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Immigration Impact of Unverified Corporate Information

Since 2012, U.S. Citizenship and Immigration Services (“USCIS”) has verified information presented in immigration submissions against its Validation Instrument for Business Enterprises (“VIBE”) database.[1]  The VIBE database draws its information from the records of Dun & Bradstreet (“D&B”), a private corporate credit monitoring company. In other words, the information presented in an immigration submission is verified by comparing it to the D&B database.

This can be problematic, particularly for new entities or companies that have made recent changes to their address or corporate structure.  No third-party verification system could immediately update with every corporate change that happens each day. As such, it is possible for entirely accurate information to receive a non-confirmation in the VIBE system simply because it is too new.

The consequences of a non-confirmation are far-reaching.  First, mismatches between immigration and petition data may result in a Request for Evidence from the government,[2] requesting further verification of the data USCIS could not verify in VIBE. Such government requests will delay benefit approvals and potentially increase legal costs.  Second, USCIS officers have indicated that a non-confirmation in VIBE may lead to increased skepticism with respect to other claims made in an immigration submission.[3] The result may be further scrutiny, delays, and costs, and potentially even an increased chance of denial. Finally, USCIS recently announced that it would prioritize site inspections for H-1B employers where “USCIS cannot validate the employer’s basic business information through commercially available data...”.[4] In a site inspection, a USCIS officer or contractor visits your workplace and interviews your employees to determine if the claims made in your immigration submission are accurate, and if you are compliant with immigration law. Such inspections can be disruptive to business and have serious liability issues if a well-meaning, but unprepared, employee says something inaccurate or untruthful.

As such, while USCIS gives employers the opportunity to overcome non-verifications, it is better to avoid non-verifications in the first place. The best way to do this is simply to register for a “DUNS” number from D&B.[5] Once you have a DUNS number, you should verify the information in the D&B databases prior to each new immigration submission. In so doing, you will be able to ensure that D&B (and, by extension, VIBE) has accurate information concerning your company, preventing the VIBE-induced negative consequences with USCIS described above.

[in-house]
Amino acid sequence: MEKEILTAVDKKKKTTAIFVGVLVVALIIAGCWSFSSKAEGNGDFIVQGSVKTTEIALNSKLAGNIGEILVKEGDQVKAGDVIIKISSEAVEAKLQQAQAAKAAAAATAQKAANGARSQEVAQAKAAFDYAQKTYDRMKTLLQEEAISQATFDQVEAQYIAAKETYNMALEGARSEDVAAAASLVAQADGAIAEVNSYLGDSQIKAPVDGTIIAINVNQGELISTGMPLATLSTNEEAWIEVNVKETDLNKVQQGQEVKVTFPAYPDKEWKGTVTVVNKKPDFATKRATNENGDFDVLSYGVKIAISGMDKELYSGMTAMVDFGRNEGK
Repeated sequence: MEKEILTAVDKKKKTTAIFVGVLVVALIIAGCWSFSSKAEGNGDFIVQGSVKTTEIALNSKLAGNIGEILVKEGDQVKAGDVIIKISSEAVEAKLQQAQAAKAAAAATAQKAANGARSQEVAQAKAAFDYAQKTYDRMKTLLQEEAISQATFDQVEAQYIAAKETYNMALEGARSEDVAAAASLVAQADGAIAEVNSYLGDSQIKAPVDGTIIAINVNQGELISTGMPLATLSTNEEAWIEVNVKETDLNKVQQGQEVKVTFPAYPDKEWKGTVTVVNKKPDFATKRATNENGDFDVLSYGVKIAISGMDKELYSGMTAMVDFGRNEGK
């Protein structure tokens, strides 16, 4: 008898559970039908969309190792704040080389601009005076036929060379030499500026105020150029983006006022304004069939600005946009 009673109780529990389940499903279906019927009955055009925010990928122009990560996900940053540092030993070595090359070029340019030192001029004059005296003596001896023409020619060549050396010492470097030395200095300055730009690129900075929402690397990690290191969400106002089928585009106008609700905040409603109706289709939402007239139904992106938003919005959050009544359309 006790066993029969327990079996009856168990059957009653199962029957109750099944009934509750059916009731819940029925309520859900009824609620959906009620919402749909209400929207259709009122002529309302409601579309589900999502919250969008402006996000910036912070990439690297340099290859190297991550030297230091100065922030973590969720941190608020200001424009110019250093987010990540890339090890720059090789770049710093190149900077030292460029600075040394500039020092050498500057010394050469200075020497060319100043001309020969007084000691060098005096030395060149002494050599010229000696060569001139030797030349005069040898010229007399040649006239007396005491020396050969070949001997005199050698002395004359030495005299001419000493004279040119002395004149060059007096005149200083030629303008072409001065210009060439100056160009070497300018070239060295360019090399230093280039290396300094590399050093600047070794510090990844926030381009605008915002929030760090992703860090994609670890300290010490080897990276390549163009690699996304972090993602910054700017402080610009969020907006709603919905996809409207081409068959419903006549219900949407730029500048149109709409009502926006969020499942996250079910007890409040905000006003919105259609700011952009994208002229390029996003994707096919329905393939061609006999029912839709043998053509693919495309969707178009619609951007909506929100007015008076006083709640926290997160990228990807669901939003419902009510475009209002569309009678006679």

[1] https://www.dhs.gov/teleconference-recap-uscis-validation-instrument-bus...

[2] https://www.uscis.gov/working-united-states/information-employers-employ...

[3] http://aila.org/infonet/vsc-stakeholder-meeting-notes-09-16-16?utm_sourc...

[4] https://www.uscis.gov/news/news-releases/putting-american-workers-first-...

[5] You may register for a DUNS number here: https://www.dandb.com/product/companyupdate/companyupdateLogin?execution=e1s1

 

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About this Author

David J. Wilks, Miller Mayer, Immigration Litigation Lawyer, employment-based visas attorney
Associate

David J. Wilks is an Associate in Miller Mayer’s Immigration practice group.

Mr. Wilks’ practice focuses primarily on employment-based immigration. He has represented a wide range of clients, including universities, multinational corporations, health care institutions, small businesses and entrepreneurs in seeking immigrant and nonimmigrant status for individuals in diverse fields and specialties. Mr. Wilks has also provided immigration expertise relating to large corporate acquisitions, as well as assisted clients with I-9 compliance and family...

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